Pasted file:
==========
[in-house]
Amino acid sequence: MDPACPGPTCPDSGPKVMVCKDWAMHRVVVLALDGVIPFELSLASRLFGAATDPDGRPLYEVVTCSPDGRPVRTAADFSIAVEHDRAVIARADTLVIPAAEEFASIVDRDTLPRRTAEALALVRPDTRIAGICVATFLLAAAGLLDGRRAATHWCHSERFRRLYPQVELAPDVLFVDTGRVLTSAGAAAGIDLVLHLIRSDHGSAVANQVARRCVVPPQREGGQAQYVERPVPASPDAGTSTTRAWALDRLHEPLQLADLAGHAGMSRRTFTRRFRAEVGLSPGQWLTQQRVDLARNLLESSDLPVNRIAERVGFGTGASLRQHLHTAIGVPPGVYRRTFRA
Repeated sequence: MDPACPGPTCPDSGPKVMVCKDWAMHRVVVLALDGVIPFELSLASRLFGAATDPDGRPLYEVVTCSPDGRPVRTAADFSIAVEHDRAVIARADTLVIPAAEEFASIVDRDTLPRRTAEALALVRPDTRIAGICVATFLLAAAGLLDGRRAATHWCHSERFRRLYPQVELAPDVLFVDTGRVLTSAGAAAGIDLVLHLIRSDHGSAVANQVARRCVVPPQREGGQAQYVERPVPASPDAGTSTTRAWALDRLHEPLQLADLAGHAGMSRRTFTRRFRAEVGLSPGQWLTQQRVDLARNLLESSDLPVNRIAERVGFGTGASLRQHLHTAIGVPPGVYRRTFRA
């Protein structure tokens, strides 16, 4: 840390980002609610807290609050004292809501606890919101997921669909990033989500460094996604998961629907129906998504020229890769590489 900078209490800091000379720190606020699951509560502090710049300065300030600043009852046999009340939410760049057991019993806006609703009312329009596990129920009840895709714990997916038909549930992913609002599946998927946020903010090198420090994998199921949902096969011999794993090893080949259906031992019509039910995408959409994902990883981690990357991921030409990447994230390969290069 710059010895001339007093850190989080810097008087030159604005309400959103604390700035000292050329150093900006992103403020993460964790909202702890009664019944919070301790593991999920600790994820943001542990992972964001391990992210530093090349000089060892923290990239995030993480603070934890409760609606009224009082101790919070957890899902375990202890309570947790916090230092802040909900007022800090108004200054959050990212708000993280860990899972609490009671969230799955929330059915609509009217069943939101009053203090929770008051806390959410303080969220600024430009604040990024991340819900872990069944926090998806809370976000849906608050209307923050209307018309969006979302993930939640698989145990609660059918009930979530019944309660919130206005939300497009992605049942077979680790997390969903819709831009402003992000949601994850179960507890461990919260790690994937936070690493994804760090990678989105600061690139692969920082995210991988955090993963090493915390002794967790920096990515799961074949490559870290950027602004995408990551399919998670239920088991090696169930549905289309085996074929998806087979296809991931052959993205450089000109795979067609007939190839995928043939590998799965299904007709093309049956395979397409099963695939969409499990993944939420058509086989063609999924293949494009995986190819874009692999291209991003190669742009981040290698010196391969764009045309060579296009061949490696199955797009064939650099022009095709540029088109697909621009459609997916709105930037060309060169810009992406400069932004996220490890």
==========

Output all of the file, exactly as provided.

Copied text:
[in-house]
Amino acid sequence: MDPACPGPTCPDSGPKVMVCKDWAMHRVVVLALDGVIPFELSLASRLFGAATDPDGRPLYEVVTCSPDGRPVRTAADFSIAVEHDRAVIARADTLVIPAAEEFASIVDRDTLPRRTAEALALVRPDTRIAGICVATFLLAAAGLLDGRRAATHWCHSERFRRLYPQVELAPDVLFVDTGRVLTSAGAAAGIDLVLHLIRSDHGSAVANQVARRCVVPPQREGGQAQYVERPVPASPDAGTSTTRAWALDRLHEPLQLADLAGHAGMSRRTFTRRFRAEVGLSPGQWLTQQRVDLARNLLESSDLPVNRIAERVGFGTGASLRQHLHTAIGVPPGVYRRTFRA
Repeated sequence: MDPACPGPTCPDSGPKVMVCKDWAMHRVVVLALDGVIPFELSLASRLFGAATDPDGRPLYEVVTCSPDGRPVRTAADFSIAVEHDRAVIARADTLVIPAAEEFASIVDRDTLPRRTAEALALVRPDTRIAGICVATFLLAAAGLLDGRRAATHWCHSERFRRLYPQVELAPDVLFVDTGRVLTSAGAAAGIDLVLHLIRSDHGSAVANQVARRCVVPPQREGGQAQYVERPVPASPDAGTSTTRAWALDRLHEPLQLADLAGHAGMSRRTFTRRFRAEVGLSPGQWLTQQRVDLARNLLESSDLPVNRIAERVGFGTGASLRQHLHTAIGVPPGVYRRTFRA
């Protein structure tokens, strides 16, 4: 840390980002609610807290609050004292809501606890919101997921669909990033989500460094996604998961629907129906998504020229890769590489 900078209490800091000379720190606020699951509560502090710049300065300030600043009852046999009340939410760049057991019993806006609703009312329009596990129920009840895709714990997916038909549930992913609002599946998927946020903010090198420090994998199921949902096969011999794993090893080949259906031992019509039910995408959409994902990883981690990357991921030409990447994230390969290069 710059010895001339007093850190989080810097008087030159604005309400959103604390700035000292050329150093900006992103403020993460964790909202702890009664019944919070301790593991999920600790994820943001542990992972964001391990992210530093090349000089060892923290990239995030993480603070934890409760609606009224009082101790919070957890899902375990202890309570947790916090230092802040909900007022800090108004200054959050990212708000993280860990899972609490009671969230799955929330059915609509009217069943939101009053203090929770008051806390959410303080969220600024430009604040990024991340819900872990069944926090998806809370976000849906608050209307923050209307018309969006979302993930939640698989145990609660059918009930979530019944309660919130206005939300497009992605049942077979680790997390969903819709831009402003992000949601994850179960507890461990919260790690994937936070690493994804760090990678989105600061690139692969920082995210991988955090993963090493915390002794967790920096990515799961074949490559870290950027602004995408990551399919998670239920088991090696169930549905289309085996074929998806087979296809991931052959993205450089000109795979067609007939190839995928043939590998799965299904007709093309049956395979397409099963695939969409499990993944939420058509086989063609999924293949494009995986190819874009692999291209991003190669742009981040290698010196391969764009045309060579296009061949490696199955797009064939650099022009095709540029088109697909621009459609997916709105930037060309060169810009992406400069932004996220490890």